One Hundred Trillion Dollars.
Shortly after the hyperinflation in Zimbabwe I bought this banknote for 3 Euros.
Because the printing presses in Zimbabwe were running non-stop in 2008/2009
there was a seemingly unlimited supply of these bills.
In 2011, I was traveling through Moldova and the Ukraine. I showed the banknote
to one of my friends. He wasn't familiar with foreign currencies and this extreme number blew his mind. So I gifted the banknote to him.
After all, I could always buy another one for 3 Euros.
Of course, I never did.
Fast forward to 2020 and today I was able to buy another one. Only now the price was very different. It cost me 60 Euros.
That's a whopping 20x return in 9 years.
Better than most asset classes over the same time frame.
At 60 Euros the Zimbabwe 100 trillion dollar note is probably still a good
Why do I think that?
There is another country with a 100 trillion banknote: Germany.
In February 1924 during the Weimar Republic hyperinflation days, Germany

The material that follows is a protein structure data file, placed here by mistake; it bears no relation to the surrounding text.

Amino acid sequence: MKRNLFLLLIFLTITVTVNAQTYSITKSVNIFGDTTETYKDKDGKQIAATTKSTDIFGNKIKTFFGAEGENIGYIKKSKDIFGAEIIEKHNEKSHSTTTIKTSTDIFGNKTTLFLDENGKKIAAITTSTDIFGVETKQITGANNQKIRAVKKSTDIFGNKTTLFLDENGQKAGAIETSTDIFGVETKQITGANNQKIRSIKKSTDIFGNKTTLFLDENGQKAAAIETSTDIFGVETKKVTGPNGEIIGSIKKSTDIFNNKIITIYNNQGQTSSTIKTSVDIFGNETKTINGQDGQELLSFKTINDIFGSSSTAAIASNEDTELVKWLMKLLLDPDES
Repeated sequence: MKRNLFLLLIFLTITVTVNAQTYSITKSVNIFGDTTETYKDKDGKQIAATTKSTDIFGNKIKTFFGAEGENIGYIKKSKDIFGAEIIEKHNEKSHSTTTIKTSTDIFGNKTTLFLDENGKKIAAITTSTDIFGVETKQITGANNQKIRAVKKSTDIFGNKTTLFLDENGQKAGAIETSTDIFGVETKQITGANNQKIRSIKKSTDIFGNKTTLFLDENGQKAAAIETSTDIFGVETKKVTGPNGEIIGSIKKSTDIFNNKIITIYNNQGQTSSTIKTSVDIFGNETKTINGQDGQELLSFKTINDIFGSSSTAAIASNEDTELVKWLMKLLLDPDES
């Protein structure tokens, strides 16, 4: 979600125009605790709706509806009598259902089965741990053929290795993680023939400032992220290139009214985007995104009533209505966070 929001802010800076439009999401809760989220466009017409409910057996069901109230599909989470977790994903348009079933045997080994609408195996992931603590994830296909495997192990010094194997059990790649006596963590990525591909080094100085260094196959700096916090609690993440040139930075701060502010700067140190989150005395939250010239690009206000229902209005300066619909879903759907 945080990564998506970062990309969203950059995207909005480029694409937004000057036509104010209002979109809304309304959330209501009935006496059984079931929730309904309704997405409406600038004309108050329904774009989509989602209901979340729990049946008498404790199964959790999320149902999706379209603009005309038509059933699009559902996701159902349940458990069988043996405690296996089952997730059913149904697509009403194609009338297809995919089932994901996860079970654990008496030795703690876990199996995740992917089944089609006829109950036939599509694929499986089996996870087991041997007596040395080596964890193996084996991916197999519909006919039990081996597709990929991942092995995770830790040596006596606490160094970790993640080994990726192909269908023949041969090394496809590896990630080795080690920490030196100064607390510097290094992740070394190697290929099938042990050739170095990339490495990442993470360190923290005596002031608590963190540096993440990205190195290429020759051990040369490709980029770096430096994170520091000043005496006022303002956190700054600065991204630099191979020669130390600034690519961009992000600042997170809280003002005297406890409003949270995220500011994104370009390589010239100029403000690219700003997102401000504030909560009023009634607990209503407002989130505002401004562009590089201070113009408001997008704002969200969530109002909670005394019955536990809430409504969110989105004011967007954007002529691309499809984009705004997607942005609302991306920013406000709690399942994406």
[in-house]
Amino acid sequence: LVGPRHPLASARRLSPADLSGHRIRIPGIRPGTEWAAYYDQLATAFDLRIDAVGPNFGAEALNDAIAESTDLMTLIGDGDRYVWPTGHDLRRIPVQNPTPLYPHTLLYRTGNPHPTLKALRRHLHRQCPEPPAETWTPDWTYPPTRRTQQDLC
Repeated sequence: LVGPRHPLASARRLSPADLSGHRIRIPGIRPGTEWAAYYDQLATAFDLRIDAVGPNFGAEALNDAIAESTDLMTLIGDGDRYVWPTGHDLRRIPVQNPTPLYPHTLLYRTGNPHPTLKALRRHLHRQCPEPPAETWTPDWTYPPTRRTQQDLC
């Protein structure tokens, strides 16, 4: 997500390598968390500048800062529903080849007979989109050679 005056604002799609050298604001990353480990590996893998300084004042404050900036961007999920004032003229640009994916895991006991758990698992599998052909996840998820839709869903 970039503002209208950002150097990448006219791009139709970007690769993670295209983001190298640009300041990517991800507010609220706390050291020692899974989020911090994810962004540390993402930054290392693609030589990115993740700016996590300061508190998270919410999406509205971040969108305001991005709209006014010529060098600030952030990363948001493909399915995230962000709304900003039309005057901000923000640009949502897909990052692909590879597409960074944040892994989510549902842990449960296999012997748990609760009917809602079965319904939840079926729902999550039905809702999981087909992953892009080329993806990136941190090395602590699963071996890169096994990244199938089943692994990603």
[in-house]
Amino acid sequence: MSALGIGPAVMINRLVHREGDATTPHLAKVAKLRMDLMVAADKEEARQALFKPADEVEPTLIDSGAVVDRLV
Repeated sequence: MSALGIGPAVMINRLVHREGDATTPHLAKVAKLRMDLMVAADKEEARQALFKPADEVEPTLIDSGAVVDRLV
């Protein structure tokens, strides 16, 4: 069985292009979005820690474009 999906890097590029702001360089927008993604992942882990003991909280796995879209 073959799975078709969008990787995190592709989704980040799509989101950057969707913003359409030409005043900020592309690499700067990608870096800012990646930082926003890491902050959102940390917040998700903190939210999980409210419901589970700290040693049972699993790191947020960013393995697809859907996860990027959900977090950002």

issued its highest denomination banknote. One hundred trillion Mark.
Today, 96 years later this banknote fetches between 5,000 and 10,000 Euros
(depending on its condition).
It's really ironic.
When these banknotes were still in circulation they were literally worthless because there were so many of them (inflation).
Now they're no longer in circulation and a collectors item. Their availability
has gone down dramatically. And over time and they become more and more rare (deflation).
As a consequence their value keeps going up.
I wouldn't be surprised to see the Zimbabwe 100 trillion dollar note sell
for hundreds of dollars a few years from now.
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